Those Mexicans were already there. US annexed them.


English say "Flat" for "Apartment". In Caribbean Spanish and in many American spanish speaking nations they say "Apartamento". Found out in Argentina they tend to say "Departamento" which supposedly comes from the French language. But in Spain it seems the they tend to say it like in the UK. They say "Piso"; Piso means Floor. But a floor is flat which is what they call an Apartment in the UK, a "Flat".

"Colour", "Centre" and "Threatre" if you pronounce all the words has written they sort of tend to sound French.
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Old November 11th, 2012, 04:47 AM   #216
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Those Mexicans were already there. US annexed them.


English say "Flat" for "Apartment". In Caribbean Spanish and in many American spanish speaking nations they say "Apartamento". Found out in Argentina they tend to say "Departamento" which supposedly comes from the French language. But in Spain it seems the they tend to say it like in the UK. They say "Piso"; Piso means Floor. But a floor is flat which is what they call an Apartment in the UK, a "Flat".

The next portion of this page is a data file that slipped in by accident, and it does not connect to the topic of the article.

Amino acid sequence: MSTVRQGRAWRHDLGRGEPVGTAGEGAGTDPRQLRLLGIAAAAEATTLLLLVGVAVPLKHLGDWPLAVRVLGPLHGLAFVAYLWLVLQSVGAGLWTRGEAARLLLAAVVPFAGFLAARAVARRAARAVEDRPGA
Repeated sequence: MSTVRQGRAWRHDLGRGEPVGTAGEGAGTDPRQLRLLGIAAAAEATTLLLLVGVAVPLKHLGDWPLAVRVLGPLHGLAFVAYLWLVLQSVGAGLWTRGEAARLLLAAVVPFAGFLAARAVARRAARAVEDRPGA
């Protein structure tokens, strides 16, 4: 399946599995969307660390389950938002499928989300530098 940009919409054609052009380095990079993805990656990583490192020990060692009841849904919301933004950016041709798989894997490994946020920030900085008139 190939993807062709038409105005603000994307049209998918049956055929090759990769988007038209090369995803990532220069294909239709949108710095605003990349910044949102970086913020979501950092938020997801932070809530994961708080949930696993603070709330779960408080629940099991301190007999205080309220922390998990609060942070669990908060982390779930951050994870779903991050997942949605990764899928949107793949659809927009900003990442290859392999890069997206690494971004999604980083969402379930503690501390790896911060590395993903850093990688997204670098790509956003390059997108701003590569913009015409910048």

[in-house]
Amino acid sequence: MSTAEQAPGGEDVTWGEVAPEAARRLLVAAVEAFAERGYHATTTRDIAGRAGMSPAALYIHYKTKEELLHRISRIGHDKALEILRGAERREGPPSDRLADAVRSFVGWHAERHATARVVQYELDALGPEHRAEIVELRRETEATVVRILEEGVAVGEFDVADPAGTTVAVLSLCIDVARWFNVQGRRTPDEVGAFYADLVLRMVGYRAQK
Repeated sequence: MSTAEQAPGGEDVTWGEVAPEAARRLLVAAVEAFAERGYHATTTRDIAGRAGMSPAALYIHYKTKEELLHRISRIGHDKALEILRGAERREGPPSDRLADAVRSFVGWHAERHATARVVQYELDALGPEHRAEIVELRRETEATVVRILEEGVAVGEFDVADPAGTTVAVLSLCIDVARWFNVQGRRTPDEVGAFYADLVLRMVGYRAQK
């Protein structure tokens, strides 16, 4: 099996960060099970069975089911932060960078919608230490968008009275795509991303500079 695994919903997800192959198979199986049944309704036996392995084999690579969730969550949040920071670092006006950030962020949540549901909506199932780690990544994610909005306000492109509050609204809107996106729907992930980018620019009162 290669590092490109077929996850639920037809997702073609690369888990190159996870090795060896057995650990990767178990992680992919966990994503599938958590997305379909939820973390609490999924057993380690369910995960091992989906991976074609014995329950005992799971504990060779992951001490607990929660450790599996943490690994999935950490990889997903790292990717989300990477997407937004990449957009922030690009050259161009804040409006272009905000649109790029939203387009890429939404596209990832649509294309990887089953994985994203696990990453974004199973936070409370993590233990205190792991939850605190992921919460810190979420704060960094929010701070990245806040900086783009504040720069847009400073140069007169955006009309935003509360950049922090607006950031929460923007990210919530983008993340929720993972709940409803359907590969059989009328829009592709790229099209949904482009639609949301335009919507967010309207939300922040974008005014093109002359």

"Colour", "Centre" and "Threatre" if you pronounce all the words has written they sort of tend to sound French.
Well, it does seem like Portuguese and Spanish Speakers have something in common as well, for we also say "Apartamento" and "piso". There's also "chão", but it can mean either "floor" or "ground", depending on the context.

About the annexation. Yeah, I knew that. What I was saying is that they could have influenced in this ortographic thing with their spanish. Still, I'm not so sure of when did Americans start speaking and writing "color", so, uh, yeah...
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Old November 11th, 2012, 05:01 AM   #217
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My understanding is an element of Latin in the equation. Don't admonish our American friends for such things. Missing letters doesn't mean less understanding.